In fact, this was not the first time the PAD accused Thaksin for selling national assets to foreigners. In 2006, Thaksin was condemned for selling his Shin Corp to Singapore’s Temasek Holdings without paying tax. The PAD view was that because Shin Corp dealt with telecommunications, it was deemed as a sensitive industry to national security, therefore Thaksin accumulated his own wealth at the expense of jeopardizing national interest.
The “selling the nation” taboo, or khai chart in Thai, has been used to whip up nationalistic fervor against Thaksin. It was employed to unseat the Samak government too. Nappadon was forced to resign from the foreign minister position. But the nationalistic feeling has never subsided.
The PAD also encouraged an armed conflict with Cambodia in order to bring back the so-called Thai territory. In his speech in July 2008, Sondhi Limthongkul, a leader of the PAD, even suggested that war was the only suitable solution to the temple crisis. In this process, the PAD painted the image of the Cambodians as national enemies. History was also distorted to conveniently serve Cambodia’s new role as the country’s adversary.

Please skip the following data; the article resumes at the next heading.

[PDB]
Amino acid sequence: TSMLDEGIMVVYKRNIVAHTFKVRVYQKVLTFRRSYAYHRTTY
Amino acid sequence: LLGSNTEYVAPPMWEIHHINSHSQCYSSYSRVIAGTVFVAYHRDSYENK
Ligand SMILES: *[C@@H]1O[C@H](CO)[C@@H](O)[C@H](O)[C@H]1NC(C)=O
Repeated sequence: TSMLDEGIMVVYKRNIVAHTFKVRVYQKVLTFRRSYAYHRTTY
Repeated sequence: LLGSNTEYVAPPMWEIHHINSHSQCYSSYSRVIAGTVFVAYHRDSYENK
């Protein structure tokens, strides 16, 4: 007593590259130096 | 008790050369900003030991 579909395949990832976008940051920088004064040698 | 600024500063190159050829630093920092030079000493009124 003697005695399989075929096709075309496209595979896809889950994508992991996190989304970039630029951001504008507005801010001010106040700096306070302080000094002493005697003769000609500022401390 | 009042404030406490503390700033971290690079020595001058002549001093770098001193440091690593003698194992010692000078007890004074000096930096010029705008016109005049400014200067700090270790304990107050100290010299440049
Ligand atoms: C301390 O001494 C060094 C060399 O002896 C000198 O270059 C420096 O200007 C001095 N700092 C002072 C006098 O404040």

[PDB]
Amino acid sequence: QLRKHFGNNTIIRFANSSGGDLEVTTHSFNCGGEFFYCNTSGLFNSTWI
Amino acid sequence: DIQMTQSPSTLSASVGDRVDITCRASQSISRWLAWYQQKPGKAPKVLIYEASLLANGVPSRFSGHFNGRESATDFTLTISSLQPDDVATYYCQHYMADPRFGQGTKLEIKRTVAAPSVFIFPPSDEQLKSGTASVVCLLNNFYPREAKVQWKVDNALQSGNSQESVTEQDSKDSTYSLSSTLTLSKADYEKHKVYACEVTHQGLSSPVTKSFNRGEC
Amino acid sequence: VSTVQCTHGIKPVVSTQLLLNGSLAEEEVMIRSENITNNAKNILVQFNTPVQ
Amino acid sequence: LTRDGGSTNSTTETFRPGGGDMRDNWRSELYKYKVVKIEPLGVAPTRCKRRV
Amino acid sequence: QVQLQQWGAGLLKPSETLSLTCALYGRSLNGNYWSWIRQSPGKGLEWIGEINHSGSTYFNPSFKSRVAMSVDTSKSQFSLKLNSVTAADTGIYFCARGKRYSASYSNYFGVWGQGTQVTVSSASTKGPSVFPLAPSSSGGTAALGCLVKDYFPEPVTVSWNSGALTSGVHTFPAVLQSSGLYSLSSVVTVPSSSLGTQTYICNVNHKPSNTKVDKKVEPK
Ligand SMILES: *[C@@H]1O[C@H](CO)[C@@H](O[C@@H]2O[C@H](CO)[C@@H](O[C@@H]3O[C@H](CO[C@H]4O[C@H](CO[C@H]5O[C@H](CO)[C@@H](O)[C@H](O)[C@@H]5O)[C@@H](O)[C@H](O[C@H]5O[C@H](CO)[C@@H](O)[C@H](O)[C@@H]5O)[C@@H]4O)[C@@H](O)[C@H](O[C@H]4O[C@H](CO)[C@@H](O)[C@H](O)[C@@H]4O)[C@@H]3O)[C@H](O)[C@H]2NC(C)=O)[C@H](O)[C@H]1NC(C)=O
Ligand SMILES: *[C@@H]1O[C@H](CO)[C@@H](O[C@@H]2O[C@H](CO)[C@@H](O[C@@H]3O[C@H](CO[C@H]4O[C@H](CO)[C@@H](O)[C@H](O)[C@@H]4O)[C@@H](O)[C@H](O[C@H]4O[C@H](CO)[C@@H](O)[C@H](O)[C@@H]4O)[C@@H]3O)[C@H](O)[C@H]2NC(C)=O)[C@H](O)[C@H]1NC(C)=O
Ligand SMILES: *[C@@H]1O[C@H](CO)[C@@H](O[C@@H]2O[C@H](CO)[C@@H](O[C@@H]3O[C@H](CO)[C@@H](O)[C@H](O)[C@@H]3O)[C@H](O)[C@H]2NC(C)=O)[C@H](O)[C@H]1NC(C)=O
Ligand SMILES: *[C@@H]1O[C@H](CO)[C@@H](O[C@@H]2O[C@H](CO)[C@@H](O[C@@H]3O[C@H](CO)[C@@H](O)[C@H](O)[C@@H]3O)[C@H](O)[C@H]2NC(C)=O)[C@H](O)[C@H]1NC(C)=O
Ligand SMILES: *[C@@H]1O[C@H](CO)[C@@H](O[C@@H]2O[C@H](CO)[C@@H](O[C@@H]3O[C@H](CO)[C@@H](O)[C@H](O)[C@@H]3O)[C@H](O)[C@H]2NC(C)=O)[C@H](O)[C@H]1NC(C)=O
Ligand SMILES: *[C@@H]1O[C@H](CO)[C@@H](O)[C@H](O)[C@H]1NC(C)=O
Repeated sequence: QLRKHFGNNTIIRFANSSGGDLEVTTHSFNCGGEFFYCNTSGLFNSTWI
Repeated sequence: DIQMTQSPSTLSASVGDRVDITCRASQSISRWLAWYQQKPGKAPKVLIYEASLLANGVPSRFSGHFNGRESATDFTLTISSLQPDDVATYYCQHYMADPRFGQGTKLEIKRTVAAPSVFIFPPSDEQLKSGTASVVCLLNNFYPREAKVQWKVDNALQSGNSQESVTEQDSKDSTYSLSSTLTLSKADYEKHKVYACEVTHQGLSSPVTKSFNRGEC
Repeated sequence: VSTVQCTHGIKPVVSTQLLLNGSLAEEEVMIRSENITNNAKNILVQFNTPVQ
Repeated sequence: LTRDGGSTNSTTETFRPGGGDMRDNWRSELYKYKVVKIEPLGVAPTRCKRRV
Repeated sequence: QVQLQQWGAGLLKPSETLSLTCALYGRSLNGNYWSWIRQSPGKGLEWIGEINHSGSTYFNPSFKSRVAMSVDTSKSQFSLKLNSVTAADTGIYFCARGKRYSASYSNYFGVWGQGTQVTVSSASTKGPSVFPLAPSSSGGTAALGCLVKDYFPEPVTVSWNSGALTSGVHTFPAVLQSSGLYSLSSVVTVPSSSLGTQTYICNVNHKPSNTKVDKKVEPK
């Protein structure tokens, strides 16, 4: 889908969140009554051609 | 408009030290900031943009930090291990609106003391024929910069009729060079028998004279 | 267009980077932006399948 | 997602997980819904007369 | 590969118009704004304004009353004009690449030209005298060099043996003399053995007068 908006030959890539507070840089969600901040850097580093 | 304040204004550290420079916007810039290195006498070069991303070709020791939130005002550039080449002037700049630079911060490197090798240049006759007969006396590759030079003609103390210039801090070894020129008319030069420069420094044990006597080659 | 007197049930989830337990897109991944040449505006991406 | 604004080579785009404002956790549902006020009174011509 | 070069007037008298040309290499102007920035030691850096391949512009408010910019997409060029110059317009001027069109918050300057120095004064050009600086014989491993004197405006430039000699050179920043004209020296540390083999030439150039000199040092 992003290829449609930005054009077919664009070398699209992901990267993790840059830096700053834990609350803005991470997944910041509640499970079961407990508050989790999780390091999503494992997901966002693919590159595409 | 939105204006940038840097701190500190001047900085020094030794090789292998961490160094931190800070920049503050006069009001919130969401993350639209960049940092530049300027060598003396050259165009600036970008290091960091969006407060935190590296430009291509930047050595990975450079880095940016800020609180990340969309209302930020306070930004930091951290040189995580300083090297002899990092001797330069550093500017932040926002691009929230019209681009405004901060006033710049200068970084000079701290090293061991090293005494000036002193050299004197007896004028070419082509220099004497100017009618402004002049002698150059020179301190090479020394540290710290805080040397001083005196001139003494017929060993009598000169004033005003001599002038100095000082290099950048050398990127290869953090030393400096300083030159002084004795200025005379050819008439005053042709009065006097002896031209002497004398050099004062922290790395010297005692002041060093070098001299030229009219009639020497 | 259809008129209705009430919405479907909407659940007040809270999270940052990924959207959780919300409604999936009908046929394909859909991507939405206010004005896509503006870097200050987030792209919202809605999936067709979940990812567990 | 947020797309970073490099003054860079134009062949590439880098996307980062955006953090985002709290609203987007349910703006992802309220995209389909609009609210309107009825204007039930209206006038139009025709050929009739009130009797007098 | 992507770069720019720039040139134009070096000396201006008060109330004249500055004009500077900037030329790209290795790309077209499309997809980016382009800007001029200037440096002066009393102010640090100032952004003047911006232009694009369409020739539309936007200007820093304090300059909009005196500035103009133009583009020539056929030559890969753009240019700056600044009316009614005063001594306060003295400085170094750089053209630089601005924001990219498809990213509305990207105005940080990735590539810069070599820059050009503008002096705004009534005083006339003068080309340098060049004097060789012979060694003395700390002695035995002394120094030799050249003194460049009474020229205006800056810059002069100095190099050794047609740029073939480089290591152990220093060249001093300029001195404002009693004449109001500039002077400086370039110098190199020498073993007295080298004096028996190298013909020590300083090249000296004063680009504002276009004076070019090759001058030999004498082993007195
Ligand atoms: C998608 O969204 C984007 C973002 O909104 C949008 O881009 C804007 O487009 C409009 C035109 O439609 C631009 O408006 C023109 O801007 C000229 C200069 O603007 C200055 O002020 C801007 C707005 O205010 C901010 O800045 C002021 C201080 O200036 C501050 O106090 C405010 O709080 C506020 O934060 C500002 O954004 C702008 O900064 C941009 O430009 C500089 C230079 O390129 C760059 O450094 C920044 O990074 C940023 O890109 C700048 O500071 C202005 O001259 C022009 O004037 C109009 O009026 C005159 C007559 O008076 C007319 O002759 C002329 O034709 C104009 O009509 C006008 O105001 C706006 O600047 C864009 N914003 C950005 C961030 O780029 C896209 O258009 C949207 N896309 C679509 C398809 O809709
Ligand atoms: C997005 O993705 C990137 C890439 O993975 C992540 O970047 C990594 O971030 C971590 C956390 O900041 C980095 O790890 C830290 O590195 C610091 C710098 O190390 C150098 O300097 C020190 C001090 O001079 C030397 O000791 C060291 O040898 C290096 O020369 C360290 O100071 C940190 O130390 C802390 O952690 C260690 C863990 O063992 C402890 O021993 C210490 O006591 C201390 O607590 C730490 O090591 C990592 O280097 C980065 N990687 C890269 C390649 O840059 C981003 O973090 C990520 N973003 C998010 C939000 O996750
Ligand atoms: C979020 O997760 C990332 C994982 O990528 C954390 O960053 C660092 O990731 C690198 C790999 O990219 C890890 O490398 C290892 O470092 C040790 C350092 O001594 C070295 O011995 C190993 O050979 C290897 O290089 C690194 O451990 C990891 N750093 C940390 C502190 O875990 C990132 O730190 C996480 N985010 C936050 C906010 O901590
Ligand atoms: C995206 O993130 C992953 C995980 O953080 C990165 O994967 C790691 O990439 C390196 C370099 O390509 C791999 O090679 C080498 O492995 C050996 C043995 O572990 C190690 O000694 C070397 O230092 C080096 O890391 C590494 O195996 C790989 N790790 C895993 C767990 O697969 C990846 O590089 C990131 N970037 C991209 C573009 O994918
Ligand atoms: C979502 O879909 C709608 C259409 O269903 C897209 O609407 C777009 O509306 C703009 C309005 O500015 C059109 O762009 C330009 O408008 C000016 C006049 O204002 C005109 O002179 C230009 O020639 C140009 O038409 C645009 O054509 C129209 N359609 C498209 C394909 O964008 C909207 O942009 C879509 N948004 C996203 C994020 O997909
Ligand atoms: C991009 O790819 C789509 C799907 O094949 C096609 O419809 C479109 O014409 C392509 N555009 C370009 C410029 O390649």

Now that the current foreign minister, Kasit Piromya, a member of the Democrat Party and a well-known sympathizer of the PAD, takes his turn to manage the temple issue, the fire of nationalism, lit by the PAD, has been rekindled.
Kasit’s opponents circulated his interview given to televised media in October 2008 (Kasit was then a shadow deputy prime minister) expressing his negative view of Cambodian Prime Minister Hun Sen.
Kasit, during the interview, referred to Hun Sen as a tramp and a vagrant. He thought Hun Sen was dotty, deranged and mentally imbalanced. Kasit also said that Hun Sen did not want good relations with Thailand because he was a slave of Thaksin. His remarks infuriated Hun Sen. In the same month, the first armed clash took place along the Thai-Cambodian border.
Recently during a no-confidence motion in the Thai parliament, Kasit was grilled by the opposition for not practicing good diplomacy vis-à-vis Cambodia and as a result bringing about escalating tension along the border. In his response, he once again referred to Hun Sen as a gangster. This sent another wrong message to Cambodia.
The Khmers now believe that Thailand, under the Abhisit government, continues to treat Cambodia as its enemy.
The conflict over the Preah Vihear temple, indeed, has very little to do with the real territorial issue, and more to do with an absurd nationalistic craze enflamed by Thai political factions.
The deaths and casualties in the recent clashes were simply the victims of a powerful nationalism run amok. The unrest at the border should by now remind the Thai leaders and the opposition that nationalism is a dangerous poison. It can turn extremely lethal once they lose control of it.
Dr Pavin Chachavalpongpun is a visiting research fellow at the Institute of Southeast Asian Studies.